Deeper Into the Mountain – Direchasm Review

Another year has gone by and so arrives a new season of Warhammer Underworlds. While the release has been delayed a touch by, you know everything, Direchasm comes hot on the heels of the latest expansions. Like previous core sets Direchasm brings two new warbands and a handful of Universal cards; however the design team has made quite a number of impactful changes to this season. Last year I said that Beastgrave was the most new-player friendly core set so far. Has Direchasm grabbed that glory?

The Squad
Direchasm Warbands. Credit: Games Workshop


Looming over the horizons of Ghur—some say every horizon no matter where you look—is the mountain known as Beastgrave. Like everything in the realm of beasts, Beastgrave is a feral roaming predator. Ever so slowly the mountain walks, consuming everything it comes across. While is sort of a base level phenomenon for the mountain, something else has begun. The mountain is awakening.

Deep in the heart of Ghur something is pulsing. As this energy grows stronger, so do the creatures of Ghur grow more feral. This is also true of the Great Mountain. Deep in its core it is stirring. In its depth, something is rising. The deepest cavern of Beastgrave is known as the Direchasm. Until now its passages had been sealed by hardened amber, but this amber has liquefied and freed its treasures—and monsters.

As Underworlds matures, so does the lore associated with it. Artifacts recovered from Shadespire assisted Morathi as she freed Slaanesh in the latest Broken Realms, and Direchasm hints at an ever-expanding plot of Nagash to use the Curse of the Katophranes to corrupt every realm from the inside. This curse has contributed to Beastgrave awakening too early in the cyclical pulse of Ghur. The amber filled passages of the Direchasm has melted away too early, revealing the insect-like keepers of the Chasm in a larval form. The lore says they’ve slinked away in hiding but I wouldn’t be surprised to see them show up in the cards this season. Related, perhaps, to the Ur-Grub?

Credit: Games Workshop

As Beastgrave feeds on primal energy and grows hungry, so do the fighters inside. This hunger is represented mechanically—more on that soon—but narratively its described as the warbands stuck in Beastgrave’s depths fighting with greater abandon and recklessness. No one is immune, though some seem to enjoy it. The Dread Pageant is a warband of Slaaneshi cultists who have made their way into Direchasm, hoping to use the cracks caused by the Necroquake to enter the realm of Slaanesh. However, the pain and fury of the mountain is rather alluring to the Pageant. Feeding off its energy, they inflict pain and death slowly to tease and anger the mountain slowly.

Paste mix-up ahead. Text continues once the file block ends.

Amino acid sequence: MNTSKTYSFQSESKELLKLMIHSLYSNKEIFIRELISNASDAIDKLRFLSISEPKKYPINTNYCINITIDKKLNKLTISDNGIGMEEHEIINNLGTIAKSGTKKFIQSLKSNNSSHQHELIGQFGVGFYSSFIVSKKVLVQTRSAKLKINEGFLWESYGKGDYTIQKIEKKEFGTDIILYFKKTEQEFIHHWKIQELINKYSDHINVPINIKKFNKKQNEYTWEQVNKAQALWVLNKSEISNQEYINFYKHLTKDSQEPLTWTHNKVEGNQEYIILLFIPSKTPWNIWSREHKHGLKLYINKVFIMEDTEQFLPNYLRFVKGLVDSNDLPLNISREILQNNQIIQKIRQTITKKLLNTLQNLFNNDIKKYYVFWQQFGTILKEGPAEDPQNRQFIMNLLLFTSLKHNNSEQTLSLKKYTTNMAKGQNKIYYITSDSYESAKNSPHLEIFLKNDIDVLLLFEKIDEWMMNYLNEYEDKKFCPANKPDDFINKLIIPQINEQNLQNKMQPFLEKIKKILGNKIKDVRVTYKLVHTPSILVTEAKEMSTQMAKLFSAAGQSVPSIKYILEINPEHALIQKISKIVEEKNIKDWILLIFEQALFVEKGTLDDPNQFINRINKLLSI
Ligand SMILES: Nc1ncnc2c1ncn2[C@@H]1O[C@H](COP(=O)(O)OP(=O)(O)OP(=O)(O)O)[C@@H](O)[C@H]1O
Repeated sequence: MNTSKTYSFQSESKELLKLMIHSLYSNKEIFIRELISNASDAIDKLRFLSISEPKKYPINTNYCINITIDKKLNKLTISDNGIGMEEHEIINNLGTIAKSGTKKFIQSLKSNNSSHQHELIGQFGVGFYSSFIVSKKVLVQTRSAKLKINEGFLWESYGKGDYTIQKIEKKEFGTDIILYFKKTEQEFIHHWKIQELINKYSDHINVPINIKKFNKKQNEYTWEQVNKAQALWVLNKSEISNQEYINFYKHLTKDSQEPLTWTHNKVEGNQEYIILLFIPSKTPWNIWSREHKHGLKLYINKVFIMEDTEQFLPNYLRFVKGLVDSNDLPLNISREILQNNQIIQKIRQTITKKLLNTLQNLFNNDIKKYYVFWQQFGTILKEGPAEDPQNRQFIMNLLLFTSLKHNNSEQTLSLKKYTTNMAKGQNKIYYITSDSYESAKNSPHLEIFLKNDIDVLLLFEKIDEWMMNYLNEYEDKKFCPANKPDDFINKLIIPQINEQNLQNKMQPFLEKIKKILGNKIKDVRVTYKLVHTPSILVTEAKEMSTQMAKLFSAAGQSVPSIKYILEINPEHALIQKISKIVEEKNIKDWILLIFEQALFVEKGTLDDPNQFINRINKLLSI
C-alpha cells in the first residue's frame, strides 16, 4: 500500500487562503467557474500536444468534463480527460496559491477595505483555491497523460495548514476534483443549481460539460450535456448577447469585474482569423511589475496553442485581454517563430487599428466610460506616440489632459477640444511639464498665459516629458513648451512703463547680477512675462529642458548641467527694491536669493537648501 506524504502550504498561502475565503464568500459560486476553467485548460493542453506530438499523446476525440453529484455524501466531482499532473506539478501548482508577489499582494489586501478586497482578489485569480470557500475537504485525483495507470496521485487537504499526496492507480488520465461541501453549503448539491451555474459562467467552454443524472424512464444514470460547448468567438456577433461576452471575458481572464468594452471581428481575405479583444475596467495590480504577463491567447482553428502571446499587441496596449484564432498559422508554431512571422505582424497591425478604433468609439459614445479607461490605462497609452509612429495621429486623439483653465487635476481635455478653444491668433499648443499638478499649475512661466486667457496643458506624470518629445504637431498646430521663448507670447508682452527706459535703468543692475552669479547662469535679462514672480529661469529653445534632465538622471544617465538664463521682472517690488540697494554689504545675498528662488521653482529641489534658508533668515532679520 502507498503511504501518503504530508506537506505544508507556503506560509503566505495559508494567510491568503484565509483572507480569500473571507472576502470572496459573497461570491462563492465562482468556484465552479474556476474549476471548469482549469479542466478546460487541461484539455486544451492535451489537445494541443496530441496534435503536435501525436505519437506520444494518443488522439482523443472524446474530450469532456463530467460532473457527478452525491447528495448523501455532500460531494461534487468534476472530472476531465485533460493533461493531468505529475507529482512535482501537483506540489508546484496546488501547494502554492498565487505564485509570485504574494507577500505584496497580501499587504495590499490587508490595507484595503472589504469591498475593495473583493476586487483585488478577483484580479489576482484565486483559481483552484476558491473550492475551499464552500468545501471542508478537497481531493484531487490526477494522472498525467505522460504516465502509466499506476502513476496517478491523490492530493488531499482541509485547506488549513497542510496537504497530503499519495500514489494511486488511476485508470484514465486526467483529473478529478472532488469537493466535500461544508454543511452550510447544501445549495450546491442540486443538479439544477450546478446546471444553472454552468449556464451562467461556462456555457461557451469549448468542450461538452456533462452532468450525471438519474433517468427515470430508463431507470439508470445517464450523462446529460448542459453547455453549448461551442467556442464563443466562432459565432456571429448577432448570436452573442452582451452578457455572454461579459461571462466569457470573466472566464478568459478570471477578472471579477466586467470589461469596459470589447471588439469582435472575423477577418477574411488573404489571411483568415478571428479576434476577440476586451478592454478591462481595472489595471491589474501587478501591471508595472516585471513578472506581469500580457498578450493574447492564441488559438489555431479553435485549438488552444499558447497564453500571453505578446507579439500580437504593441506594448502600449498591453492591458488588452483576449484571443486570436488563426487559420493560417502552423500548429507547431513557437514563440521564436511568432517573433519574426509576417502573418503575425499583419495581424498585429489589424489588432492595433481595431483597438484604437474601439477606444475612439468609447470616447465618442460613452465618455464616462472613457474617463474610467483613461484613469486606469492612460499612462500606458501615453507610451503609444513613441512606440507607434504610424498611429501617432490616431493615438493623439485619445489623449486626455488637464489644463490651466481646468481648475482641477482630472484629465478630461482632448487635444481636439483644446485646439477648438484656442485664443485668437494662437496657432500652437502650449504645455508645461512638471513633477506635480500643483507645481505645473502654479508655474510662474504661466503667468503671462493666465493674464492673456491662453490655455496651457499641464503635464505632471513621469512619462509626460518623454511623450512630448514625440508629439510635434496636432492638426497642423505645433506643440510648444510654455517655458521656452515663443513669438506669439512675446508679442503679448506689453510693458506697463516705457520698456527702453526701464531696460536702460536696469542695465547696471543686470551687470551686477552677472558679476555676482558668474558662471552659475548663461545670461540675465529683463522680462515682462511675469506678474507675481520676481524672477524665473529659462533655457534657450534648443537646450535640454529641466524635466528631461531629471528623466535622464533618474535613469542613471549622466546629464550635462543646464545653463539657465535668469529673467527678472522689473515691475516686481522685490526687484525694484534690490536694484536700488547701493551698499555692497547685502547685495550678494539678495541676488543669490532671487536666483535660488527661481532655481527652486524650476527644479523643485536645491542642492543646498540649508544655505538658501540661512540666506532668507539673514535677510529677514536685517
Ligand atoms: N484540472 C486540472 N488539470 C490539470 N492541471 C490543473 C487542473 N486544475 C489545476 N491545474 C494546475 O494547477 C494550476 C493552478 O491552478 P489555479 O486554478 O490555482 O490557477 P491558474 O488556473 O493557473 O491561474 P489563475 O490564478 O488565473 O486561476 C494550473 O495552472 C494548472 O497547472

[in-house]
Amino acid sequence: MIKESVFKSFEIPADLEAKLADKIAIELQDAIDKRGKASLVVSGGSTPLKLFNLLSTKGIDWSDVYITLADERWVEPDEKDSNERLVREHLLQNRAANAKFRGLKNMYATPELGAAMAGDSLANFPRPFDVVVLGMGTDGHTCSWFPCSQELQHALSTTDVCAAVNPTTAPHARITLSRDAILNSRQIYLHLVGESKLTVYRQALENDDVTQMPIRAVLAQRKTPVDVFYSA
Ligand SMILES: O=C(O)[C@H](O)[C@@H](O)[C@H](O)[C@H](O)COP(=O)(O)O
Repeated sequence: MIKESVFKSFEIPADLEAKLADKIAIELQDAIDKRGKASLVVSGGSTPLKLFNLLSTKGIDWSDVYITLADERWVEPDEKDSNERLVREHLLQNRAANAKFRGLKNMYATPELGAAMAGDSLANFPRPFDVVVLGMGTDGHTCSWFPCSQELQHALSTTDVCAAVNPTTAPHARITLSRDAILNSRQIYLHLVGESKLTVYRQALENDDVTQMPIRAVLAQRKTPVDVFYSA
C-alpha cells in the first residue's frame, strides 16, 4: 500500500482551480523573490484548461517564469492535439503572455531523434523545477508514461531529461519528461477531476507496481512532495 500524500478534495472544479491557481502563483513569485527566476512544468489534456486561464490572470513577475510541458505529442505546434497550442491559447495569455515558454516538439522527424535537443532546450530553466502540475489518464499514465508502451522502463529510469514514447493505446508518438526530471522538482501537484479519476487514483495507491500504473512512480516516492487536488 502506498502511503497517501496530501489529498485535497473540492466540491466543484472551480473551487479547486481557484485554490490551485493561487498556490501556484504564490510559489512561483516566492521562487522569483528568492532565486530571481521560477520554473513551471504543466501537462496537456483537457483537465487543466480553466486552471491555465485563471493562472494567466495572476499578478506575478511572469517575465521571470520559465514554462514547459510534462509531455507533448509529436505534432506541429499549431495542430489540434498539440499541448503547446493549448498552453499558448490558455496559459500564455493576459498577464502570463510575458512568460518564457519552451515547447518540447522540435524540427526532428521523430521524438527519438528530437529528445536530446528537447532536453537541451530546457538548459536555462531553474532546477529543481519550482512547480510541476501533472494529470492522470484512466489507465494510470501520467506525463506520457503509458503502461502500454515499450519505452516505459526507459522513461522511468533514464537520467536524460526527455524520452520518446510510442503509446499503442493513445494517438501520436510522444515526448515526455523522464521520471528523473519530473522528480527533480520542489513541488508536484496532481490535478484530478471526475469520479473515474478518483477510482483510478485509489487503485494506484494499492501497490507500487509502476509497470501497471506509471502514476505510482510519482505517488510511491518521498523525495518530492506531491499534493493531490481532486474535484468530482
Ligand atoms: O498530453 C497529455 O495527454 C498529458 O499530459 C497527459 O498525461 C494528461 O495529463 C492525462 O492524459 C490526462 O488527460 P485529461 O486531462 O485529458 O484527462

Myari’s Purifiers on the other hand, have been dispatched to do the opposite. Fearing that the awakening of Beastgrave could spell cataclysmic doom they hope to find a way to calm the mountain and bring an end to the destruction. They carry with them the light of Hyish, and aetherquartz stone that empowers them. No one is immune to the feral energies of the mountain however. Will they hold on to their mission as they descend deeper and deeper into Direchasm? We’ll find out in a Black Library book maybe one day.

Inside the Box

Direchasm Box. Credit: Games Workshop

A new season means a new core set, and the Direchasm core box is going to look mighty familiar to Underworlds veterans. As always, we’ve got two push-fit warbands, two game boards, a pile of tokens and dice, and some pre-built decks ready for playing. Following the decision made in the Beastgrave season, each of our two warbands—the Slaaneshi Dread Pageant and Miyari’s Lumineth Purifiers—comes with enough faction specific cards to build Glory and Power decks made exclusively of Faction Cards. I loved that decision last year and I still love it now.

In a major departure from previous seasons, the stack of Universal cards provided for deck building is an entirely new set of unique cards. No more Hold Objective 1-5, no more Sidestep or Great Strength. As an experienced player this is really nice; I get more variety out of the core set and still get access to those classics in Championship Format events via Beastgrave. However it’s especially exciting for the new Vanguard format. In Vanguard events, only cards from the current season are legal; this will push early deckbuilding away from the old standards.